Why and How the I.W.O. Organizes its Grand Campaign of 1939
About the collection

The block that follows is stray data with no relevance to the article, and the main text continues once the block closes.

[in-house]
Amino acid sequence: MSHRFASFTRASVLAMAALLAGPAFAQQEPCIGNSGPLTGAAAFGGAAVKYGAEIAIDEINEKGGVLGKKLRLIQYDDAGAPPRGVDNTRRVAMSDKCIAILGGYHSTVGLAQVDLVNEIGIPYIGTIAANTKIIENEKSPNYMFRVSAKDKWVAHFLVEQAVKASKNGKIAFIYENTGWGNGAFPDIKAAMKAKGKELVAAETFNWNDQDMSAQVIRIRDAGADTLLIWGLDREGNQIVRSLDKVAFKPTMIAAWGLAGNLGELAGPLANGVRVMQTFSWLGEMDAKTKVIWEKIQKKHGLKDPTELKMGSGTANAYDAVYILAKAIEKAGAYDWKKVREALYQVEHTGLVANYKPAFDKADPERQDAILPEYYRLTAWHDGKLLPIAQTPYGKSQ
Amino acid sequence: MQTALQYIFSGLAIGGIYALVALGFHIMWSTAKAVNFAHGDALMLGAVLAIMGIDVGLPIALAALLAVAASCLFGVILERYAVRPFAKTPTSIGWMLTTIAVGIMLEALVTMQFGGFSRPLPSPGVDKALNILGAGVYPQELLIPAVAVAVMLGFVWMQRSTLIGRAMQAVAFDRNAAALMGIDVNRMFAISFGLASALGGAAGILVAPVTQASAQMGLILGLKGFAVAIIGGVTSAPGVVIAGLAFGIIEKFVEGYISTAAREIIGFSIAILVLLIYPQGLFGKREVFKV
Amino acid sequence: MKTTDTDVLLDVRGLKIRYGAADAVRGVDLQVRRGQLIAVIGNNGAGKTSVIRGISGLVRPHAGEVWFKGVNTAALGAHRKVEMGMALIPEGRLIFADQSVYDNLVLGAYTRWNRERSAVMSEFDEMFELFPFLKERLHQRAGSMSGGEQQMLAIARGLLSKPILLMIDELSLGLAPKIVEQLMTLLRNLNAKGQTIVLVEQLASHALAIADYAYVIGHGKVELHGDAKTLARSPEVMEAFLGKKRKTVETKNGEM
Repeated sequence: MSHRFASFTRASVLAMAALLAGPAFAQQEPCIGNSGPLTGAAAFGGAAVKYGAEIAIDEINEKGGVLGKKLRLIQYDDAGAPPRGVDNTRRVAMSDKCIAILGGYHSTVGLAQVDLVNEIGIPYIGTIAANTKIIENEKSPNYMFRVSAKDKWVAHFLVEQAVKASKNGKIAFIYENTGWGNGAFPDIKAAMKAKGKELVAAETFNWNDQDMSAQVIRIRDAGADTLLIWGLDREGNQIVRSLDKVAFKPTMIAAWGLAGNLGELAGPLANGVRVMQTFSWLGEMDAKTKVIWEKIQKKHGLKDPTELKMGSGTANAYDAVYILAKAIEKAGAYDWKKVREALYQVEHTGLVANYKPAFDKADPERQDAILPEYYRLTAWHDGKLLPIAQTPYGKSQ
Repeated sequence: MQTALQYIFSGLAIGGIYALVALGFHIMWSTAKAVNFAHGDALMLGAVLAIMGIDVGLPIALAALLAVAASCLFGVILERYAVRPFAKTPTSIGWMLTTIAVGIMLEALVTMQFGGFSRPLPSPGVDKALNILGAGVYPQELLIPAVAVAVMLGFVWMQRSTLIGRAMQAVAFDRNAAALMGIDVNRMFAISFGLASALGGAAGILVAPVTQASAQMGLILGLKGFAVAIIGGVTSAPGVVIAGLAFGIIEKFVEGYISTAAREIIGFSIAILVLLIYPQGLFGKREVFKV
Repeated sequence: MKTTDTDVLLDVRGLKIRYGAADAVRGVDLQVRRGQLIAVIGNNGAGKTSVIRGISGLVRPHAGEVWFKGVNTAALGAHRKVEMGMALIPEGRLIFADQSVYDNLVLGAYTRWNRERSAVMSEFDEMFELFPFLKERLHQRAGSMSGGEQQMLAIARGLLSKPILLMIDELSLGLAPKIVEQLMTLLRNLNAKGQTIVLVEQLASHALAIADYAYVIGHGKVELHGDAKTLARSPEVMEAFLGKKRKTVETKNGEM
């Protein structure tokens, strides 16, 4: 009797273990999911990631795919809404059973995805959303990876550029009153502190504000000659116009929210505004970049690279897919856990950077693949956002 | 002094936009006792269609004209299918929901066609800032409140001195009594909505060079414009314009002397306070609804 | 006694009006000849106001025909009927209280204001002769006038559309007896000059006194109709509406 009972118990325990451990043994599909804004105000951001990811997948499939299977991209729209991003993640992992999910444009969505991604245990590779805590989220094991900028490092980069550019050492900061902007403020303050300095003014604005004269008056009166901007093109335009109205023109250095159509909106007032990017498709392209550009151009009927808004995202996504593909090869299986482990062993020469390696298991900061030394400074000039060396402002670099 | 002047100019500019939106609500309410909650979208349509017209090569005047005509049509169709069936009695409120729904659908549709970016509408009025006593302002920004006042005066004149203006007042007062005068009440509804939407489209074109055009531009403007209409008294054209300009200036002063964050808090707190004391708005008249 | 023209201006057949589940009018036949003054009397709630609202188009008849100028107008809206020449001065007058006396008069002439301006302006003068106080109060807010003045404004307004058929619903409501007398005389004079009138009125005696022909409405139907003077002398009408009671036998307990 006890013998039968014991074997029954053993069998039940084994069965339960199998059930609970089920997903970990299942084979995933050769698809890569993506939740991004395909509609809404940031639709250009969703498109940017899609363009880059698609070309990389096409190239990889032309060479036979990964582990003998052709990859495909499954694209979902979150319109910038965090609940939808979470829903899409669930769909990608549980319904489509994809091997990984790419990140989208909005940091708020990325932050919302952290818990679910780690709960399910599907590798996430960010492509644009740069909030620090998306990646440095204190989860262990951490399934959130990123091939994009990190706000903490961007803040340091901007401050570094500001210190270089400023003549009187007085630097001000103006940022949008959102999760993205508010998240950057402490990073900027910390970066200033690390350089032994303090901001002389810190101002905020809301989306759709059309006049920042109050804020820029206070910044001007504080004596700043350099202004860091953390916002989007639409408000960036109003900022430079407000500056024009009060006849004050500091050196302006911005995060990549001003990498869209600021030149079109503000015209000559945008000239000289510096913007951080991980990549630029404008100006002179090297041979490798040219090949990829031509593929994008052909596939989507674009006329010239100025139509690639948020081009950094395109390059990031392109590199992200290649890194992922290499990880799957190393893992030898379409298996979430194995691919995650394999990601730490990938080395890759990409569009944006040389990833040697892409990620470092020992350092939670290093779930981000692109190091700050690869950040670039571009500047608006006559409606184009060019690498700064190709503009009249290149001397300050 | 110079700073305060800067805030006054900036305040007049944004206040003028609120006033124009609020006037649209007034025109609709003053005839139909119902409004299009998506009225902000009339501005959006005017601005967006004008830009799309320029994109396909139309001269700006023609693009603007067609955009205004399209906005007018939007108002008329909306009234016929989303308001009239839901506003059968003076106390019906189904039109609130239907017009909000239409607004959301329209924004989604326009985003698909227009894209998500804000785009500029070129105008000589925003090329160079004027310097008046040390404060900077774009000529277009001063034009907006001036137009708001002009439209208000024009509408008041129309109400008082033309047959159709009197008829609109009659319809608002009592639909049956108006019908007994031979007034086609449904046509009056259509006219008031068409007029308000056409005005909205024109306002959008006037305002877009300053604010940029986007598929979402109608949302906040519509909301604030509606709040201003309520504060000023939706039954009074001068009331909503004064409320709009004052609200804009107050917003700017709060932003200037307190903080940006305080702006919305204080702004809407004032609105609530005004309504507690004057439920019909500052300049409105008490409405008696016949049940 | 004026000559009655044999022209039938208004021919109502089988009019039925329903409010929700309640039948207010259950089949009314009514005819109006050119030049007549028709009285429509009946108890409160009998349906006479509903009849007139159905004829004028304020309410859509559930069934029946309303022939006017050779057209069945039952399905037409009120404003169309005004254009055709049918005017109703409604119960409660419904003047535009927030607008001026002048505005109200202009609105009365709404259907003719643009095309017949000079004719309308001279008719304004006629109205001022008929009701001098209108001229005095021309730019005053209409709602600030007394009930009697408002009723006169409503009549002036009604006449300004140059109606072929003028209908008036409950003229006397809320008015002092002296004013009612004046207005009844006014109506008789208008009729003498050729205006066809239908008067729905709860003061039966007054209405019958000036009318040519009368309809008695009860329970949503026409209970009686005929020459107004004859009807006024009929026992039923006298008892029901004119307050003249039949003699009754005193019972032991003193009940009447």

This bilingual project conserves, digitizes, and curates a portion of Cornell's International Workers Order (IWO) archives and most especially those of its Jewish division, known as the Jewish People's Fraternal Order (JPFO). The IWO was founded in 1930 as an immigrant fraternal order that provided high-quality, low-cost health and burial insurance and other benefits for members. The origins of the IWO / JPFO arise from a decade of splits (1920-1930) concerning the U.S.S.R., the Bolshevik Revolution and Communism that consumed the Jewish Federation of Socialists and the Arbeter Ring (Workmens' Circle) groups associated with Eugene V. Debs' Socialist Party. While the vast majority of the IWO's members--200,000 at its peak right after World War II--did not belong to the Communist Party of the United States of America, the IWO's politics and leadership were largely aligned with those of the Party. The IWO was legally disbanded in 1953 due to the Cold War "Red Scare." This closure followed on a famous and unprecedented court case: its insurance funds and records were seized by New York State's Insurance Department. The presence of a goodly portion of the IWO's archives in the Kheel Center's 5276 Catherwood Library collection at Cornell's Industrial and Labor Relations (ILR) School is a direct result of that seizure.